– By Gyan Anand, T. A. PAI MANAGEMENT INSTITUTE, Manipal
“Sir, our scheme has beaten the nifty year on year”
“Our fund manager has a reputation for generating regular alpha”
Claims as these by investment firms, mutual funds, or insurance providers are regularly seen. The clients often fall for it as they see these claims as something done right by the managers.
However, there exists a catch to this, general understanding. The aim of this paper is to remove the exploitation done, using such claims by companies.
The practice of using a set of stocks to represent the performance of the market was started by Charles H Dow, a financial journalist in 1896, who built the first stock market index The Dow Jones Industrial Average, which was an average of the top 12 stocks in the market. This index was calculated by taking all of the stock prices, adding them together and then dividing them by the number of stocks.
The methodology has changed with the passage of time but the true sense of the index remains intact. Today almost all the major indexes in the world are price indexes, including likes of S&P 500, Nifty, Dow Jones, NASDAQ etc.
The index provides a benchmark against which performance of various investment opportunities is measured. It is a tool which is put to use by investors, financial managers and the likes of them to describe the market and measure performances and returns on various instruments. For instance, mutual funds create portfolios which are actively managed by portfolio managers. When an investor needs to measure which mutual fund has better performance, he needs a benchmark, this is where the ‘Indices’ come in handy. Since an index is a mathematical construct it cannot be traded directly, so various instruments try and imitate the index and if possible beat it (generate alpha).
An index consists of a selected number of stock which represents the sector to which it belongs, i.e. Healthcare, Pharmaceuticals etc. Generally, these are the major players in the market. These stocks are selected based on various parameters such as liquidity, market capitalization to name a few. Nifty 50 consists of 51 stocks, Sensex consists of 30 stocks, Dow Jones is a 30 stock index while S&P 500 is a 505 stock index.
The two most common kinds of indices are – Price-weighted and market capitalization weighted index.
A price-weighted index is calculated by adding the prices of each of the stocks in the index and dividing them by the total number of stocks. Stocks with a higher price will be given more weight and, therefore, will have a greater influence over the performance of the index. Some examples of price-weighted indices are the Dow Jones Industrial Average in the United States and the Nikkei 225 in Japan.
A market capitalization weighted average is calculated by taking into consideration both the size and the price of the stock. In an index using market-capitalization weightage, stocks are given weightage on the basis of their market capitalization in comparison with the total market capitalization of the index. In the case of Free Float method, the calculation is done by multiplying only those shares that are held by the public (non-promoters). In India, the indices are calculated based on the free float method.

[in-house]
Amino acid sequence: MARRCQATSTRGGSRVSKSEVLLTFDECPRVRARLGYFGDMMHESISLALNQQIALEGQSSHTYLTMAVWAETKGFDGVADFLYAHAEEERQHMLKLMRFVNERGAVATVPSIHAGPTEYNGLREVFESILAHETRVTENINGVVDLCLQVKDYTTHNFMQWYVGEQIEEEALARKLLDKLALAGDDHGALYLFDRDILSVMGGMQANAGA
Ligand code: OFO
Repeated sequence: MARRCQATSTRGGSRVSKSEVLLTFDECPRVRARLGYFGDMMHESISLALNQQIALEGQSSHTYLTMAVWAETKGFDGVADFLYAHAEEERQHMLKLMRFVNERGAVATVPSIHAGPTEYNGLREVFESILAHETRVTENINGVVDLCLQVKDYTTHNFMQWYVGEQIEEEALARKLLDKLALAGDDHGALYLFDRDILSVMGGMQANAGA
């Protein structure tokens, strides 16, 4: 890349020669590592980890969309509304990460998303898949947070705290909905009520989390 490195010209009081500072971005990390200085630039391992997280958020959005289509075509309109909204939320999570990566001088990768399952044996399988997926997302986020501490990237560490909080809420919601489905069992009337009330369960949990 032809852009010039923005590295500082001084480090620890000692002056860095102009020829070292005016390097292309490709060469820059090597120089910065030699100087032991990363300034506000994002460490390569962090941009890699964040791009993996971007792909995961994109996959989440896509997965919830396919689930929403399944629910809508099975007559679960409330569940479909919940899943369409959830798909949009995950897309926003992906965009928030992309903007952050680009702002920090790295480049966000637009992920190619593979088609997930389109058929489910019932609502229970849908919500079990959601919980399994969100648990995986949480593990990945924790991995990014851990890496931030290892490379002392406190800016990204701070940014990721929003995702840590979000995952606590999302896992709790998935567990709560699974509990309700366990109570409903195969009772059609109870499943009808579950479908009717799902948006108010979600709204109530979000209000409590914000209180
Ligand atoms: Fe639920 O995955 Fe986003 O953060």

Figure 1: Market Capitalization weighted index calculation
However, a price index does not consider the returns that would arise out of dividend receipts, it takes into account only the capital gains arising from price movements of the underlying stocks.
Since dividends are paid to shareholders, indices which are nothing but model portfolios, do not hold any share and hence they ignore the dividends.
Total Return Index
The vast majority of financial tools available on the internet do not seem to report total returns, but rather only price returns. For example, when you plot the relative performance of two mutual funds or exchange-traded funds (ETFs), only the price history of the two assets is compared, excluding any dividends received (whether reinvested or not). This is a huge deficiency when comparing funds containing a large fraction of bonds, for which such distributions are typically more important than for stocks.
So to overcome this deficiency there exists an index called the Total Return Index.
A Total Return Index (TRI) is a type of index which measures the performance of a group of stocks assuming that all cash distributions such as dividends are invested back. This is a better way to look at the performance of the stocks, and is far more accurate. By assuming that dividends are reinvested, it also accounts for companies that don’t pay a dividend and instead reinvest the earnings in the company.
A TRI represents what an investor actually gets by investing: the return of the index and dividend paid and reinvested in the index.